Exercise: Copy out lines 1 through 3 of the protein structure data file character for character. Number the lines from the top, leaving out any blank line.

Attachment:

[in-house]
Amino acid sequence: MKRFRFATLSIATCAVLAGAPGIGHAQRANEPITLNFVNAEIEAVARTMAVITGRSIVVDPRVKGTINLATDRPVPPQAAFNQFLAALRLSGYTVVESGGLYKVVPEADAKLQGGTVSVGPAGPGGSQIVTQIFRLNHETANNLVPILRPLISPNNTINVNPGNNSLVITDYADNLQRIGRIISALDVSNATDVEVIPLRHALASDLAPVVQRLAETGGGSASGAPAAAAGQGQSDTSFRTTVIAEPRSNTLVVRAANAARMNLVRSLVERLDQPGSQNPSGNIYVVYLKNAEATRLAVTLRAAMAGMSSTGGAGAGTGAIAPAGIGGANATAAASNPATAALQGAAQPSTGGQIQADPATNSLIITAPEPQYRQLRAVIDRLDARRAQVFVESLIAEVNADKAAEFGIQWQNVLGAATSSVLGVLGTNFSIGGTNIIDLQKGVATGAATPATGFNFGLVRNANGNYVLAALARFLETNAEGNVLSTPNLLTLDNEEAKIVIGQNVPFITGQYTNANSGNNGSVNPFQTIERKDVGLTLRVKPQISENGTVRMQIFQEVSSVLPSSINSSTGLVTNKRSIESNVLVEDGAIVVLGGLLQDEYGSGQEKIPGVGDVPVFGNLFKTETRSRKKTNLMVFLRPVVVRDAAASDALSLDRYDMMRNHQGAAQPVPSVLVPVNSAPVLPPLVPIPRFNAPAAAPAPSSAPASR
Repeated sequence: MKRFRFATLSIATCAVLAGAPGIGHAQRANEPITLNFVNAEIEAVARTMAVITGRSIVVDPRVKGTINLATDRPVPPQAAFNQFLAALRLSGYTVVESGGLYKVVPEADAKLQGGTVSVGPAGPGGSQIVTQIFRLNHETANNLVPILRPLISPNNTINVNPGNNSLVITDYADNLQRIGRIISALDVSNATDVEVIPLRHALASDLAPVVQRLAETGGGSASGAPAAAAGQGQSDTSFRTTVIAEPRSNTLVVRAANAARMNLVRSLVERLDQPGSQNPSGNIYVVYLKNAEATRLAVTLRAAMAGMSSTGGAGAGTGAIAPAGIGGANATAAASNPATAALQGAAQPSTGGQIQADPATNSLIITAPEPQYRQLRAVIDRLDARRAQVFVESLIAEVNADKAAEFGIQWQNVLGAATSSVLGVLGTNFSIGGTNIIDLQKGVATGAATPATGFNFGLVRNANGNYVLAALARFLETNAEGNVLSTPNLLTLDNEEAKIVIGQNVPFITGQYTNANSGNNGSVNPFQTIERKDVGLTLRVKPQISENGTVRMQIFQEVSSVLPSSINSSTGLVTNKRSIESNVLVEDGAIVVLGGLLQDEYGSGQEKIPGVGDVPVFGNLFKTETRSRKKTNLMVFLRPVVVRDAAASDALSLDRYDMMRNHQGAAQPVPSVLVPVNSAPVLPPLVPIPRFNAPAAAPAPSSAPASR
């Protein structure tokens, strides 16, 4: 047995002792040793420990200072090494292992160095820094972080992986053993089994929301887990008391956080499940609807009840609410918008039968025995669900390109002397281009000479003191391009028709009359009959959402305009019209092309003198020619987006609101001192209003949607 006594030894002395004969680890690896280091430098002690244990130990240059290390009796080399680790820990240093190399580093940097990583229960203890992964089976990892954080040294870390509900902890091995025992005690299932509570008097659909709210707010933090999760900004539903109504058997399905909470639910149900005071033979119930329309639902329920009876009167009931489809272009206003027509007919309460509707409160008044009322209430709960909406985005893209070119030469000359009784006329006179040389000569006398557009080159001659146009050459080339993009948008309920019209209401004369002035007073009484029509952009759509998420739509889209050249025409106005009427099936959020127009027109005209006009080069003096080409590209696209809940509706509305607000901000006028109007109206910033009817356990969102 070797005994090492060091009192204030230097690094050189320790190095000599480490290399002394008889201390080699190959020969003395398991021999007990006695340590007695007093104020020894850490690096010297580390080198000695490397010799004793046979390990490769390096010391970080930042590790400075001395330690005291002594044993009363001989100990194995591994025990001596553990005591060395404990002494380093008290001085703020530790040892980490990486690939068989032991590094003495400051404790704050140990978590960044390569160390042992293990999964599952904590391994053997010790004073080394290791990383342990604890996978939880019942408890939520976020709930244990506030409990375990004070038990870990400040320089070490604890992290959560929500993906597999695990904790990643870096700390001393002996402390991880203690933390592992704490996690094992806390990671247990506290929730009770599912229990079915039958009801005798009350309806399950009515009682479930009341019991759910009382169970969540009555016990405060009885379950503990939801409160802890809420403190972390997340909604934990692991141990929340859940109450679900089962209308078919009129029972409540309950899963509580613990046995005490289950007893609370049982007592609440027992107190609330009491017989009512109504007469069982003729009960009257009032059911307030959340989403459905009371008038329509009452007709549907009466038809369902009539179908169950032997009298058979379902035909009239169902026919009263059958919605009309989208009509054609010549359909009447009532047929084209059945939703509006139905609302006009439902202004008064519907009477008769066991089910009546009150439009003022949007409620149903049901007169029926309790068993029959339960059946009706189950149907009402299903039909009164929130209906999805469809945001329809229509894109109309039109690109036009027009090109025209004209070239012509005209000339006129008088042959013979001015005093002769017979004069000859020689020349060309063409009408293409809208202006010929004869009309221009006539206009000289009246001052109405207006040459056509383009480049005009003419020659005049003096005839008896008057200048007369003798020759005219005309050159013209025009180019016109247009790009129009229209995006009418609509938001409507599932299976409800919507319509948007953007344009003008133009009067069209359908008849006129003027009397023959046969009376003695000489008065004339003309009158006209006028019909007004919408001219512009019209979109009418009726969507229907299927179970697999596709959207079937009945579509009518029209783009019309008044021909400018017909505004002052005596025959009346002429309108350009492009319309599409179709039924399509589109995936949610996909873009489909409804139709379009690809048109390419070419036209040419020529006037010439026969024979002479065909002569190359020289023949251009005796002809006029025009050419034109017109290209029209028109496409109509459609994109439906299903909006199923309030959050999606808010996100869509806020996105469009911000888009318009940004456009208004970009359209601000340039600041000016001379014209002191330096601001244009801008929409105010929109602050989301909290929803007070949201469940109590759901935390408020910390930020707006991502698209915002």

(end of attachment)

[in-house]
Amino acid sequence: MKRFRFATLSIATCAVLAGAPGIGHAQRANEPITLNFVNAEIEAVARTMAVITGRSIVVDPRVKGTINLATDRPVPPQAAFNQFLAALRLSGYTVVESGGLYKVVPEADAKLQGGTVSVGPAGPGGSQIVTQIFRLNHETANNLVPILRPLISPNNTINVNPGNNSLVITDYADNLQRIGRIISALDVSNATDVEVIPLRHALASDLAPVVQRLAETGGGSASGAPAAAAGQGQSDTSFRTTVIAEPRSNTLVVRAANAARMNLVRSLVERLDQPGSQNPSGNIYVVYLKNAEATRLAVTLRAAMAGMSSTGGAGAGTGAIAPAGIGGANATAAASNPATAALQGAAQPSTGGQIQADPATNSLIITAPEPQYRQLRAVIDRLDARRAQVFVESLIAEVNADKAAEFGIQWQNVLGAATSSVLGVLGTNFSIGGTNIIDLQKGVATGAATPATGFNFGLVRNANGNYVLAALARFLETNAEGNVLSTPNLLTLDNEEAKIVIGQNVPFITGQYTNANSGNNGSVNPFQTIERKDVGLTLRVKPQISENGTVRMQIFQEVSSVLPSSINSSTGLVTNKRSIESNVLVEDGAIVVLGGLLQDEYGSGQEKIPGVGDVPVFGNLFKTETRSRKKTNLMVFLRPVVVRDAAASDALSLDRYDMMRNHQGAAQPVPSVLVPVNSAPVLPPLVPIPRFNAPAAAPAPSSAPASR
Repeated sequence: MKRFRFATLSIATCAVLAGAPGIGHAQRANEPITLNFVNAEIEAVARTMAVITGRSIVVDPRVKGTINLATDRPVPPQAAFNQFLAALRLSGYTVVESGGLYKVVPEADAKLQGGTVSVGPAGPGGSQIVTQIFRLNHETANNLVPILRPLISPNNTINVNPGNNSLVITDYADNLQRIGRIISALDVSNATDVEVIPLRHALASDLAPVVQRLAETGGGSASGAPAAAAGQGQSDTSFRTTVIAEPRSNTLVVRAANAARMNLVRSLVERLDQPGSQNPSGNIYVVYLKNAEATRLAVTLRAAMAGMSSTGGAGAGTGAIAPAGIGGANATAAASNPATAALQGAAQPSTGGQIQADPATNSLIITAPEPQYRQLRAVIDRLDARRAQVFVESLIAEVNADKAAEFGIQWQNVLGAATSSVLGVLGTNFSIGGTNIIDLQKGVATGAATPATGFNFGLVRNANGNYVLAALARFLETNAEGNVLSTPNLLTLDNEEAKIVIGQNVPFITGQYTNANSGNNGSVNPFQTIERKDVGLTLRVKPQISENGTVRMQIFQEVSSVLPSSINSSTGLVTNKRSIESNVLVEDGAIVVLGGLLQDEYGSGQEKIPGVGDVPVFGNLFKTETRSRKKTNLMVFLRPVVVRDAAASDALSLDRYDMMRNHQGAAQPVPSVLVPVNSAPVLPPLVPIPRFNAPAAAPAPSSAPASR